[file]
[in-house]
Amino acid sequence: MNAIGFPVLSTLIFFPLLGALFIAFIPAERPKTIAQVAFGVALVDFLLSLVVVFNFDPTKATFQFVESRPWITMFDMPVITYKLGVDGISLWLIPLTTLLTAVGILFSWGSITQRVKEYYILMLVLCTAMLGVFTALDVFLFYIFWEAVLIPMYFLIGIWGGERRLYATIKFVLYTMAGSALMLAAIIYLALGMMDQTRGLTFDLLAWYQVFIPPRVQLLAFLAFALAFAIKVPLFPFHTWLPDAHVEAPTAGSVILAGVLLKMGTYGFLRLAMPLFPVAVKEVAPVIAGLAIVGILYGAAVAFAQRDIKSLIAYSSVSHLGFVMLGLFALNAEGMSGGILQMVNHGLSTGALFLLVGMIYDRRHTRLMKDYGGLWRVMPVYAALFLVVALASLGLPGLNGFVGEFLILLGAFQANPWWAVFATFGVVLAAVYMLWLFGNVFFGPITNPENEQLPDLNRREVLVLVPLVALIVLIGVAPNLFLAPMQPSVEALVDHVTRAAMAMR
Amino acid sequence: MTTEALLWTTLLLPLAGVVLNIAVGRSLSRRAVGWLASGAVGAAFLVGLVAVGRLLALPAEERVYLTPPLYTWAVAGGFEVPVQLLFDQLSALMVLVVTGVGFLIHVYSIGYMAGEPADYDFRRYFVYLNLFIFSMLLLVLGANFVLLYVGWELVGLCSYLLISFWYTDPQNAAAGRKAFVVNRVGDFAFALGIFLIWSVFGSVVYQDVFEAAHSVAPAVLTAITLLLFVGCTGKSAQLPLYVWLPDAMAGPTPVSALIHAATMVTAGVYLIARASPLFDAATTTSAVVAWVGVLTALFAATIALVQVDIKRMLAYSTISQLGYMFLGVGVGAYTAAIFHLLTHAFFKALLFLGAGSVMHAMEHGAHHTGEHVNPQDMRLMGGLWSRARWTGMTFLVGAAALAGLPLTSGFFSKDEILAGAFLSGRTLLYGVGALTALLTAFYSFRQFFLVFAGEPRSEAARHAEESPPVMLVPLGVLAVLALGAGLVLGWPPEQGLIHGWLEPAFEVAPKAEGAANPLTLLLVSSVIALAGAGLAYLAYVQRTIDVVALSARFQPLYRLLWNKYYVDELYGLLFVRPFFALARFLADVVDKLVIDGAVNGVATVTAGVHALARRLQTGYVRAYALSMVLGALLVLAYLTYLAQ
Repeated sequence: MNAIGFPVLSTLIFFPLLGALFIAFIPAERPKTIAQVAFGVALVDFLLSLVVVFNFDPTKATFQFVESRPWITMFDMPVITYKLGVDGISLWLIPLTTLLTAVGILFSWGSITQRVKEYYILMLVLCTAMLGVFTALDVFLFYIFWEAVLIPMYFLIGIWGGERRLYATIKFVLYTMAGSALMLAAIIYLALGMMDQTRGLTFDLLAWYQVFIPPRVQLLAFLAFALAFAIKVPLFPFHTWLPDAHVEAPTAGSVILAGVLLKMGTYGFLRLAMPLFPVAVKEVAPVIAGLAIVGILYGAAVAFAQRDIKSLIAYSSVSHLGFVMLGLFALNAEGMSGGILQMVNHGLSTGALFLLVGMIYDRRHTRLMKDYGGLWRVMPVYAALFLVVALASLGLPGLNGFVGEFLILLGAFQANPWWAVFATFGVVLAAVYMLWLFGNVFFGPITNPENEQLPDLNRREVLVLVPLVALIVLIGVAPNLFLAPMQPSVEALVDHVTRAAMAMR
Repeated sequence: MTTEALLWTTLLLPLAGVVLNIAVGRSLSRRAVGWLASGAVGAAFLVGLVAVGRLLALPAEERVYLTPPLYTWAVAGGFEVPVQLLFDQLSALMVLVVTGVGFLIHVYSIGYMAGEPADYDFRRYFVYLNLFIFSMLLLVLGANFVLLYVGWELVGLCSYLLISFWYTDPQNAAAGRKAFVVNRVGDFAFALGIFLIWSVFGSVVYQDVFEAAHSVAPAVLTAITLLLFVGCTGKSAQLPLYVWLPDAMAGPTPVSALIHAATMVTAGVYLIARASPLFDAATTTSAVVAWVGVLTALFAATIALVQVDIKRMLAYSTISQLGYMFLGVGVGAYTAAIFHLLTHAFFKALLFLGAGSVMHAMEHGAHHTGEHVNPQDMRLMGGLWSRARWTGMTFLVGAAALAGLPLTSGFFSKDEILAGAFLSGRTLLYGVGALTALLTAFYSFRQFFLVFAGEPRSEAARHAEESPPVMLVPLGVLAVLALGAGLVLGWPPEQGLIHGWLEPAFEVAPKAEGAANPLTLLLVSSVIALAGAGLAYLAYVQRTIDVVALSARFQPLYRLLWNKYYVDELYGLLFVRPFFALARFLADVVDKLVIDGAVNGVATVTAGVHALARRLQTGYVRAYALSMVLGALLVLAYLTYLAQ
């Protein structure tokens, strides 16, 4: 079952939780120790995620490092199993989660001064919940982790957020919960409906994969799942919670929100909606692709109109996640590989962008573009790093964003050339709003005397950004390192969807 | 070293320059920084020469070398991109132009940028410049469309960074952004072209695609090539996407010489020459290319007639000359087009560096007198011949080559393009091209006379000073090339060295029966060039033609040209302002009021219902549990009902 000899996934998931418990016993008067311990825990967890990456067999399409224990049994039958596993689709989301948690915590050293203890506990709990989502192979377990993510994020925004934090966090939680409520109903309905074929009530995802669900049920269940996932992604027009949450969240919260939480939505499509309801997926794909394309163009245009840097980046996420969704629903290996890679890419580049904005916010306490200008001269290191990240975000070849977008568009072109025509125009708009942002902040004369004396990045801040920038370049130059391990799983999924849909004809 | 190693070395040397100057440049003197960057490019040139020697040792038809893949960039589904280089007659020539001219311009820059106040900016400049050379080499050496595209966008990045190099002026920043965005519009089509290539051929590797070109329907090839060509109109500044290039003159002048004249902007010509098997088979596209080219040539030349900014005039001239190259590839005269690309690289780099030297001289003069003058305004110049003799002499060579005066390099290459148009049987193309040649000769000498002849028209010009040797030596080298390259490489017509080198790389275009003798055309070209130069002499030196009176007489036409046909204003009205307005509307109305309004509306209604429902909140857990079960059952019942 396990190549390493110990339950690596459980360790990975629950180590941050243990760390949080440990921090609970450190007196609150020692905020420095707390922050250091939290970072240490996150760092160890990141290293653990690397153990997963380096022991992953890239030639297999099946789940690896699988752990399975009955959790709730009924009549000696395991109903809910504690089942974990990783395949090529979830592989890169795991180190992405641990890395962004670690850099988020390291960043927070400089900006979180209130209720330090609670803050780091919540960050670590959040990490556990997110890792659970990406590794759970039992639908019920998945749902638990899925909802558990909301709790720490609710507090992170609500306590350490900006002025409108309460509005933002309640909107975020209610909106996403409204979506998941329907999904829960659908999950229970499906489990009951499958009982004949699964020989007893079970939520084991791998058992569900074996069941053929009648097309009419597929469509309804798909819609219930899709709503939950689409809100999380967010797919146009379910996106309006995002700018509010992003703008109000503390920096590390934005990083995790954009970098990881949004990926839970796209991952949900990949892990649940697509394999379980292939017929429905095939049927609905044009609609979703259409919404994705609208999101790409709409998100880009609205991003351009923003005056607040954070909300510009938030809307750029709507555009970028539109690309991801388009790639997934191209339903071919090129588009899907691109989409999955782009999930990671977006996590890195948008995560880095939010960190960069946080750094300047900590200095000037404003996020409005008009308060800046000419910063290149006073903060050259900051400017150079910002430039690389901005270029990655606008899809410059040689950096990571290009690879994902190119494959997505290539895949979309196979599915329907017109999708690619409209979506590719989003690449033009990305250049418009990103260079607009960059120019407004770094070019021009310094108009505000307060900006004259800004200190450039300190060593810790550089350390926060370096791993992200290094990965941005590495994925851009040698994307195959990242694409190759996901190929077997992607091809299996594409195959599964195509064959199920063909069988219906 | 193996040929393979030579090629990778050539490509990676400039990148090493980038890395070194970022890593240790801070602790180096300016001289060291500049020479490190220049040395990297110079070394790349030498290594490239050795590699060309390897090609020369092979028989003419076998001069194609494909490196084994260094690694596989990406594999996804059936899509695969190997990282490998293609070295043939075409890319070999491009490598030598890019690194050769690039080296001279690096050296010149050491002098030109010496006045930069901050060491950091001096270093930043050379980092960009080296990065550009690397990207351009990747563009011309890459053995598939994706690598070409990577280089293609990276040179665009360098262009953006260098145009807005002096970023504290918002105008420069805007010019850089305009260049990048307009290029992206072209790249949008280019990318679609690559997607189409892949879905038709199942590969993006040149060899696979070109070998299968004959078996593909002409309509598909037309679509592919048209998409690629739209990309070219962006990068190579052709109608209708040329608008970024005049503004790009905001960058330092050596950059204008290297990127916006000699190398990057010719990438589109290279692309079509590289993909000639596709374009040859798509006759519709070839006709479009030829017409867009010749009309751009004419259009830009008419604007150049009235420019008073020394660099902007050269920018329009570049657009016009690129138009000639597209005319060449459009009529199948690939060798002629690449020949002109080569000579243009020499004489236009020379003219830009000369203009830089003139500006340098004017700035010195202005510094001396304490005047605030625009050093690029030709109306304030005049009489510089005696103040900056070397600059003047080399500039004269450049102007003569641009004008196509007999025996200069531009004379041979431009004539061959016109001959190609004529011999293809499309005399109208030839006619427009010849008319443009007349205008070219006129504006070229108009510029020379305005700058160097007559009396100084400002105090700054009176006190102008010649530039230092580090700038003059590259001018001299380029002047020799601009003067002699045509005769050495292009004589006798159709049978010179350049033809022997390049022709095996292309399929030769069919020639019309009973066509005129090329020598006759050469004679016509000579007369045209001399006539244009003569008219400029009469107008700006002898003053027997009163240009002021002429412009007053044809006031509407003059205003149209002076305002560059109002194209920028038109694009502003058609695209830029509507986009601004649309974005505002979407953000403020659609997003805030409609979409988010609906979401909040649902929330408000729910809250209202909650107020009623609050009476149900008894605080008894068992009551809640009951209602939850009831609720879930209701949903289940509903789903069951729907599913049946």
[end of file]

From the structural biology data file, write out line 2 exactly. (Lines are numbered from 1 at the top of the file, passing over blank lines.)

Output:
Amino acid sequence: MNAIGFPVLSTLIFFPLLGALFIAFIPAERPKTIAQVAFGVALVDFLLSLVVVFNFDPTKATFQFVESRPWITMFDMPVITYKLGVDGISLWLIPLTTLLTAVGILFSWGSITQRVKEYYILMLVLCTAMLGVFTALDVFLFYIFWEAVLIPMYFLIGIWGGERRLYATIKFVLYTMAGSALMLAAIIYLALGMMDQTRGLTFDLLAWYQVFIPPRVQLLAFLAFALAFAIKVPLFPFHTWLPDAHVEAPTAGSVILAGVLLKMGTYGFLRLAMPLFPVAVKEVAPVIAGLAIVGILYGAAVAFAQRDIKSLIAYSSVSHLGFVMLGLFALNAEGMSGGILQMVNHGLSTGALFLLVGMIYDRRHTRLMKDYGGLWRVMPVYAALFLVVALASLGLPGLNGFVGEFLILLGAFQANPWWAVFATFGVVLAAVYMLWLFGNVFFGPITNPENEQLPDLNRREVLVLVPLVALIVLIGVAPNLFLAPMQPSVEALVDHVTRAAMAMR